This latest semi-coherent rambling comes in response to the comments at BurningBird’s place here, and some comments made by AKMA here. I apologize if it is facile – I just wanted to get some partly-formed ideas off my chest.
In the comments at ‘Bird’s place, Mike Golby mentions something about Mike Sanders redubbing ‘warbloggers’ ‘lifebloggers’. I couldn’t find any reference to this phrase at Mike Sanders’ blog, so I won’t pursue the dissonance of that equivalence (*ting* the tiny echoes of the phrase ‘moral equivalence’ might now be playing about your mental shell-likes) any further. It may have just been a brainfart on Mike Golby’s part. (But if a warblogger is somehow a ‘lifeblogger’, then mark me down as a deathblogger. Tangentially, does anyone else notice the slow shift of the meaning of the neologism ‘warblogger’ to mean a blogger who supports and cheerleads military killing, by someone or anyone, rather than just someone whose main topic of blogging is things to do with the current American War on Terra? Or maybe that’s just me…)
I don’t say ‘deathblogger’ simply to be contrarian, though such is my tendency. I regard death as less of a Nemesis than many, for reasons stemming from experiences in my young life rather than religious faith, and I do think that some large component of the irrational, deeply-felt response people have to things like the current sh-tstorm over in the eastern mediterranean comes directly from a horror and fear of Death. Isn’t that odd?
Apologies to AKMA may be in order, but : if these people, in the middle east and Ireland and elsewhere, who are killing one another as much because of their religious beliefs as mundane matters of territory and bloody revenge, if they are indeed so devout…well, it strikes me then that their respective religions teach them that their bloodthirsty righteousness will be rewarded in an afterlife of some kind, no?
AKMA says :
..those who adhere to the Way of Jesus have been not just advised, but commanded not to kill–not even to contemplate killing (nor even losing one’s temper at another); those who adhere to the Torah have the prophets’ word that the Eternal summons us to lives of justice and peace, where nation no longer lifts up sword against nation.
This may indeed be the case, but it seems to me in practice that the ‘thou shalt not kill’ edict has often been, and still is relaxed, by the man (and woman) on the street, is it not, when it comes to killing in the name of God? Leaders both religious and secular invoke the name of whichever almighty they imagine to be their benefactor, to strike down the enemy, to lend strength to their killers out on the bloody plain. The people who listen to these leaders take up their guns and cudgels secure in the knowledge that smashing the skulls of their enemies or putting bullets through their hearts are actions mandated and approved by their deity and his representatives on Earth. We’re talking about the reality of belief here, not the ideal. I assume this is somehow mystically reconciled in their minds with the ‘God is Love’ mantra of more peaceful times – call it Tough Love, I guess.
I say this not to ridicule Christian belief. I find the metaphors embedded in the faith, as in others, to be rich and rewarding. Though countless lives have been lost in the name of God and Christ, Mohammed and Allah, countless deeds of mercy and kindness have been performed, as well.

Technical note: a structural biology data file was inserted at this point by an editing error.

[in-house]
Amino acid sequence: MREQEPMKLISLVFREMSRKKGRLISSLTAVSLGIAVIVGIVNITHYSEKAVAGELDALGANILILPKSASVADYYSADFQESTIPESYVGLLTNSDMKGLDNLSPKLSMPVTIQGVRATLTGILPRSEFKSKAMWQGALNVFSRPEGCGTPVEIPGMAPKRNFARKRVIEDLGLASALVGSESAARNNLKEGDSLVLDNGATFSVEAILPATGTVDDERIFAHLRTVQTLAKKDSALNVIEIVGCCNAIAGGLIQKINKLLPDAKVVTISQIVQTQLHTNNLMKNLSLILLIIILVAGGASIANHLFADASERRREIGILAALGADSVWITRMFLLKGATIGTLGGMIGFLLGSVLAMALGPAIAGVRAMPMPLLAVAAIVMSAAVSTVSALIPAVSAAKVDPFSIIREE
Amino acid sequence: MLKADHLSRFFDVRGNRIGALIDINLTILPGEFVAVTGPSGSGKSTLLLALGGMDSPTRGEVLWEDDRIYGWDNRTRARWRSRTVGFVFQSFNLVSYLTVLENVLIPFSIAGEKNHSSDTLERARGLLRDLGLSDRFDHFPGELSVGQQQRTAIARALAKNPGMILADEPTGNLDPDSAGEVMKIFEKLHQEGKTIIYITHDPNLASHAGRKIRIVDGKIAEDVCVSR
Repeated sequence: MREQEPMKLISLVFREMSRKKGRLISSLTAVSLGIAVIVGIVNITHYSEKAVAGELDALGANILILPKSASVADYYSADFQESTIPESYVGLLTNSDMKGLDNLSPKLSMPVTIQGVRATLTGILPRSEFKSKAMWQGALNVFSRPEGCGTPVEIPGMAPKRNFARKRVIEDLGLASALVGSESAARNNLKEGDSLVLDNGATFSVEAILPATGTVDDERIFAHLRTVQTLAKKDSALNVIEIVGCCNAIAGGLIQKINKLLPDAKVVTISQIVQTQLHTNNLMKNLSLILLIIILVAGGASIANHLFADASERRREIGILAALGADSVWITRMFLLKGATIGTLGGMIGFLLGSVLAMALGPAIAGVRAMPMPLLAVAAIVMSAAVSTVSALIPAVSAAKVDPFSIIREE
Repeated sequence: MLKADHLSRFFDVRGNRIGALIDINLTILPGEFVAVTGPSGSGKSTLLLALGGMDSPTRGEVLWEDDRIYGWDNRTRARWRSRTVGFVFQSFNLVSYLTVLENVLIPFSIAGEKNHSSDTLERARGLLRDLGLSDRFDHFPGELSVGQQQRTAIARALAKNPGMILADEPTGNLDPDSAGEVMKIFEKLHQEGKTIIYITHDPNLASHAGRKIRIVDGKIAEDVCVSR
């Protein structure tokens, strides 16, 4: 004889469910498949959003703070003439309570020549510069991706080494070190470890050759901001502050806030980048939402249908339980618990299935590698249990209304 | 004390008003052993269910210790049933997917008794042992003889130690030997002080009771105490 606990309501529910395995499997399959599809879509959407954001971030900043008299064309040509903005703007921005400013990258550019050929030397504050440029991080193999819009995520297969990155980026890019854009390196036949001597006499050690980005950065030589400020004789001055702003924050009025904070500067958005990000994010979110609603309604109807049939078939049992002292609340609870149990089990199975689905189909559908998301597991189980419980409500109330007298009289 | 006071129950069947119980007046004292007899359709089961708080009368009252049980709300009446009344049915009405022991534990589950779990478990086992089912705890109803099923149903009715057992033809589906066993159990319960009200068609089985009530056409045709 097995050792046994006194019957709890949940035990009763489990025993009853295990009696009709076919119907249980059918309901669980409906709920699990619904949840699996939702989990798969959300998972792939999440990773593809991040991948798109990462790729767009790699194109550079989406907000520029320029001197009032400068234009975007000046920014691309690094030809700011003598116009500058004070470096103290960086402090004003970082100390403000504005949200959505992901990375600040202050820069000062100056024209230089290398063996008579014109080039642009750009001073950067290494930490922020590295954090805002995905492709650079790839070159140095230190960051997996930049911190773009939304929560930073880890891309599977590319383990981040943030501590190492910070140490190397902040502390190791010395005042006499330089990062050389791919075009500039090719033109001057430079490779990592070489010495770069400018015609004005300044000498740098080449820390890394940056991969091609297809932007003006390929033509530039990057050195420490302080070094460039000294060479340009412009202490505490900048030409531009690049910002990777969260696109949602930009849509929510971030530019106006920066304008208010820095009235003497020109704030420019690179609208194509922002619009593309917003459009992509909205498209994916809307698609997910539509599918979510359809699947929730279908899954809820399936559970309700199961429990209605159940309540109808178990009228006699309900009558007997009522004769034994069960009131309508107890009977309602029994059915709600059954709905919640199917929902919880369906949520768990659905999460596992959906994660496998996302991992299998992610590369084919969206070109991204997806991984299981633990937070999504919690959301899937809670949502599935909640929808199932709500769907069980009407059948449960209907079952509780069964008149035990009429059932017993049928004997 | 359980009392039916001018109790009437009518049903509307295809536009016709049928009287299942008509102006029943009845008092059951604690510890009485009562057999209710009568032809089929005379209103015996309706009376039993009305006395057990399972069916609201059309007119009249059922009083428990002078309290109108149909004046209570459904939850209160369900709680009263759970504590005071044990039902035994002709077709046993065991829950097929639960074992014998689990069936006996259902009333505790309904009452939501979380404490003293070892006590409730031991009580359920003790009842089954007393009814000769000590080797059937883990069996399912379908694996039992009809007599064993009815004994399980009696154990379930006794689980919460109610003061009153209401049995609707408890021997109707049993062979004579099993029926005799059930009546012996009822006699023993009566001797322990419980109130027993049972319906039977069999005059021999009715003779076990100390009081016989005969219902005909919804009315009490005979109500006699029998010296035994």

But back to the Fear of Death. I’ve always thought it odd, and it’s always been one of the things that I couldn’t really get my head around, when it came to Christianity : it seems hard for a devout Christian to justify anything other than feelings of joy when a presumably heaven-bound relative makes the Big Swan Dive into the abyss. There’s self-pity, of course, or fear for a more lonely, or poorer, future here amongst the living. These grief-triggers I understand. But I have a little difficulty understanding grief unleavened with what should be happiness for the deceased, for the spirit drawn unto the bosom of the Lord, among the devout.
The ritual wailing and moaning, the tearing out of hair, the sackcloth and ashes that some cultures indulge in as a ritual response to death : these, I understand, too, as catharsis, as closure. Ritual response to events of great magnitude in our lives help us to cope with those events without thinking too much about them, and help to incorporate those events in the fabric of our community.
I catch a scent of the ritual response to death in the response to the killing in the Middle East at the moment.
There is, as always, division into camps amongst the not-very-clever : Side A is right! No, you bastard, Side B is right! Amongst others, there is a weary acceptance that both warring sides are right, and amongst a subgroup of those, an awareness that both sides are also equally wrong. But even within this camp, there are those who call for warfare and those who call for ‘peace’. There are also a large number who, through laziness or bodhisattva-like equanimity, through utter misanthropy or through dirt-stick-stone stupidity, via ‘good’ or ‘evil’ intention, modulate their outrage, or accept what is as inevitable and thus good.
There are some who believe that the raging, naked ape in us will keep the tribes at each other’s throats for a good long time, if not until the last of our species stands over the lifeless body of the unlucky penultimate one, triumphant. There are some who would welcome ‘peace’, who would work for it each day of their lives, who are also certain that it is a chimera.
There are those who see the arguments among the observers as fractal, self-similar meta-examples of the bloodletting amongst the combatants, and grow more pessimistic about there ever being an end to warfare.
The question is this, perhaps : whether a life spent working for this idea of ‘peace’, always aware that such a goal may never be reached, in one’s own lifetime or beyond, is a life well-spent.